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Dealing with Foot Pain

Plantar fasciitis can be a painful halt to an active lifestyle.

I had the chance to sit down with my mother-in-law and ask her about her foot condition called plantar fasciitis, which causes heel and arch pain. The plantar fascia is a flat band ligament that attaches to the bone in the heel to the toes.  If the plantar fascia gets damaged or inflamed it weakens and causes pain in the bottom of your feet.

Plantar fasciitis can affect anyone, especially people who are on their feet a lot. In addition, anatomical conditions such as high arches, flat feet, excessive pronation (rolling your feet inward) and having tight  calf muscles can all have an impact on developing plantar fasciitis. Also, people who are overweight or wear poor-fitting shoes can be more prone to developing the condition.

People who have plantar fasciitis often experience pain in one foot, although it can be in both feet. They experience pain after they have been sitting and get up to walk or, if they have been standing for a long time, they have to get off their feet because of the pain. My mother-in-law said, “I know when I wake up in the morning that I’m going to be in pain. The first few steps [I] take are the worst. However, I’ve learned how to manage the pain and my feet are functional. That’s all I can ask for.”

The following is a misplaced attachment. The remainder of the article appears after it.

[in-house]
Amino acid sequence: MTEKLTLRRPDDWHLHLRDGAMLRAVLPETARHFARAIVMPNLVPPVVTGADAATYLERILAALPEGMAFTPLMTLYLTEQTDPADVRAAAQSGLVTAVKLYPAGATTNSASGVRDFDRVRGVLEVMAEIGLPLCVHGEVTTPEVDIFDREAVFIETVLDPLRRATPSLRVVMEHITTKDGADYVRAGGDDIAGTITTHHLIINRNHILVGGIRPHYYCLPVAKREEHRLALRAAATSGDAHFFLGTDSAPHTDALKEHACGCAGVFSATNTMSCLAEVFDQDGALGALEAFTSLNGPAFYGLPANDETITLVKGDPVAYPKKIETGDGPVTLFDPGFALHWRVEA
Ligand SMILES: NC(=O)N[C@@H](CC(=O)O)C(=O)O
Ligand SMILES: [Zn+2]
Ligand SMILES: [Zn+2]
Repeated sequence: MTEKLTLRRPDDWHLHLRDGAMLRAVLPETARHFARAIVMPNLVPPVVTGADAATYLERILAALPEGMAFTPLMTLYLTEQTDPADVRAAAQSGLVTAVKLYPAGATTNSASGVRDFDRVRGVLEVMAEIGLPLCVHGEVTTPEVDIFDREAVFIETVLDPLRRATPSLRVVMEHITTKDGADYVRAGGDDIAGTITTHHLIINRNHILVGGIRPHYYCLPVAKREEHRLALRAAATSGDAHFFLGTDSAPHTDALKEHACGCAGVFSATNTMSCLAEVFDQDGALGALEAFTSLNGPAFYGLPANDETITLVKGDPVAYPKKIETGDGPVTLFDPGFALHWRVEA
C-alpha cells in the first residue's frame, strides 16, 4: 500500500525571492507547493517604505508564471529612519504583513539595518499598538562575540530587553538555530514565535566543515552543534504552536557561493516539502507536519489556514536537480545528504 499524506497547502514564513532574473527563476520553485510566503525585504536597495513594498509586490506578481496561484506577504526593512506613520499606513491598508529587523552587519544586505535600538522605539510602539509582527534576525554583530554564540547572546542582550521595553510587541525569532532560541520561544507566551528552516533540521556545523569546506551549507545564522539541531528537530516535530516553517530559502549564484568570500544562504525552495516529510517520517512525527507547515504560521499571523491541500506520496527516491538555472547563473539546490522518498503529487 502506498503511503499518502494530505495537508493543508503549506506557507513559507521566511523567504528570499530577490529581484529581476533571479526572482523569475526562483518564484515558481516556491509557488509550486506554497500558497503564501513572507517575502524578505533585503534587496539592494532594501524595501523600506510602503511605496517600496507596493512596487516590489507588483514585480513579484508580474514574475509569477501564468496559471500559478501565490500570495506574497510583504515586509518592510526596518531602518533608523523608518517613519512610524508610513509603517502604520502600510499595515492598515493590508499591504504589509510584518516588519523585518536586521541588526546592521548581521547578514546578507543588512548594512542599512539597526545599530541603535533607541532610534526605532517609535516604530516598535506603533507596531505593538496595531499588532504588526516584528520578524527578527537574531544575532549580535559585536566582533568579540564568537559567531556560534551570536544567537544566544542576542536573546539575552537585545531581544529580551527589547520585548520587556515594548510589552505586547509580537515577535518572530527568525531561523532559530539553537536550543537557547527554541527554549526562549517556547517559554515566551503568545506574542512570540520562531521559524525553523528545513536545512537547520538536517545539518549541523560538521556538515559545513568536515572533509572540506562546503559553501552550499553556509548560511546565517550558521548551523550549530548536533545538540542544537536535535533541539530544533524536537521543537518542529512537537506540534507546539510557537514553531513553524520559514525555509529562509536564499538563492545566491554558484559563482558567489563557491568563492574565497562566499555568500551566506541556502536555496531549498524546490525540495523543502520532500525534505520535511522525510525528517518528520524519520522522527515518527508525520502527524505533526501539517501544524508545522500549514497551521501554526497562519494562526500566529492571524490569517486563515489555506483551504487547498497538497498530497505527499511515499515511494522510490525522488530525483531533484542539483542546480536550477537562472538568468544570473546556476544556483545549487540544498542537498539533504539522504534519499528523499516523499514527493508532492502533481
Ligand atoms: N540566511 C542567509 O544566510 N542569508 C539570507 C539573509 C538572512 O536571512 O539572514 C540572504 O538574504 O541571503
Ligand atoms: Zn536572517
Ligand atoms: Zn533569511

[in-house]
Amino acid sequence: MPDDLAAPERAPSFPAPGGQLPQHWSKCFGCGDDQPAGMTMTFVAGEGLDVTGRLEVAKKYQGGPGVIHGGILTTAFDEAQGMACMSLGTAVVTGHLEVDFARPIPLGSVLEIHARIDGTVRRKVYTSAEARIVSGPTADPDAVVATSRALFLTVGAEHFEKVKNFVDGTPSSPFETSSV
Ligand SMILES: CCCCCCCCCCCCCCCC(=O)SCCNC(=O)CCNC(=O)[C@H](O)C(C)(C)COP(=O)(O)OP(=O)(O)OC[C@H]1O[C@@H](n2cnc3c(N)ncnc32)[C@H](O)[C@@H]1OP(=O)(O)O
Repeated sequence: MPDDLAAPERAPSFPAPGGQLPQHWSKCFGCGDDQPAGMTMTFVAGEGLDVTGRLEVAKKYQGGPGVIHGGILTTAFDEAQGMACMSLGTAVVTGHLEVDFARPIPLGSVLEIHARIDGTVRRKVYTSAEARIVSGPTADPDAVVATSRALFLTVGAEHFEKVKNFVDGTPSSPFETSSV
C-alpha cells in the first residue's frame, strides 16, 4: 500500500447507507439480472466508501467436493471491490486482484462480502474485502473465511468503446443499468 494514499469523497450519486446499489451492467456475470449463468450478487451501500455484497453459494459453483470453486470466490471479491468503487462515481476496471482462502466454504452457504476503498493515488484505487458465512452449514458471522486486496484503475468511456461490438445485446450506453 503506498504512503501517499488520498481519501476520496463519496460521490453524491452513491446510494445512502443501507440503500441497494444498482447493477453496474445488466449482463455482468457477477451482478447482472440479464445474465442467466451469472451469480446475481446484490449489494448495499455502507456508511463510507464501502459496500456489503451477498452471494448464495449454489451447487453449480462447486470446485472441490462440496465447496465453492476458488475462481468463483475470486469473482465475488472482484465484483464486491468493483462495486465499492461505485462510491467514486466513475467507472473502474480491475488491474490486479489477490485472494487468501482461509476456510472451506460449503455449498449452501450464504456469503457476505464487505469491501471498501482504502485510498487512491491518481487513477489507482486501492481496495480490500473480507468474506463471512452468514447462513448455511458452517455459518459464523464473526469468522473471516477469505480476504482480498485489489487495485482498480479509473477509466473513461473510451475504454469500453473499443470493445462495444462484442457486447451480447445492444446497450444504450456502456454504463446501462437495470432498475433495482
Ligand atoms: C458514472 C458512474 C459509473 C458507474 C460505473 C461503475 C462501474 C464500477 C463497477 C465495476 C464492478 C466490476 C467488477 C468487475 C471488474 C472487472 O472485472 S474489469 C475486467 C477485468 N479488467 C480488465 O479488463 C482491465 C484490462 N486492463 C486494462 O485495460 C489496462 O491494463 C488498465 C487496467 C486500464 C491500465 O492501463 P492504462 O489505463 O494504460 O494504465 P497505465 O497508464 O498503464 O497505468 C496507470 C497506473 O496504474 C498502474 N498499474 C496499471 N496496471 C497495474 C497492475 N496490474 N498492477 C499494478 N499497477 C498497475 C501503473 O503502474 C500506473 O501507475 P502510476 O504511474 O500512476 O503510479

Doctors have several treatment options, but the first step is to manage the swelling and rest your feet. That can be a difficult thing for people who are used to an active lifestyle. There are also braces, medication and surgery that can help with the pain. You may also seek the advice of a podiatrist, who specializes in orthotics. Physical therapy may also be an option to relieve the inflammation and teach you how to strengthen the lower extremities and stretch the calf muscle.

If you suffer from plantar fasciitis and your doctor approves exercise, water aerobics is a great workout without the stress of full weight-bearing exercise.  

If you suspect you could have plantar fasciitis, schedule an appointment to see your doctor. You don’t want to wait until you have severe symptoms to get treatment. Early intervention can help you get back on your feet.

Jesse James August 17, 2012 at 09:47 PM
Plantar fasciitis is one of the more common complaints that I treat. I find that deep tissue fascial massage (with a highly skilled fascial therapist who has experience treating PF), flexibility, self massage using foam roller therapy, corrective exercise, and functional training are highly beneficial in treating and preventing plantar fasciitis. Here is a an article describing foam roller therapy to treat plantar fasciitis. http://tao-fit.com/self-treatment-for-plantar-fasciitis Jesse James Retherford http://www.tao-fit.com

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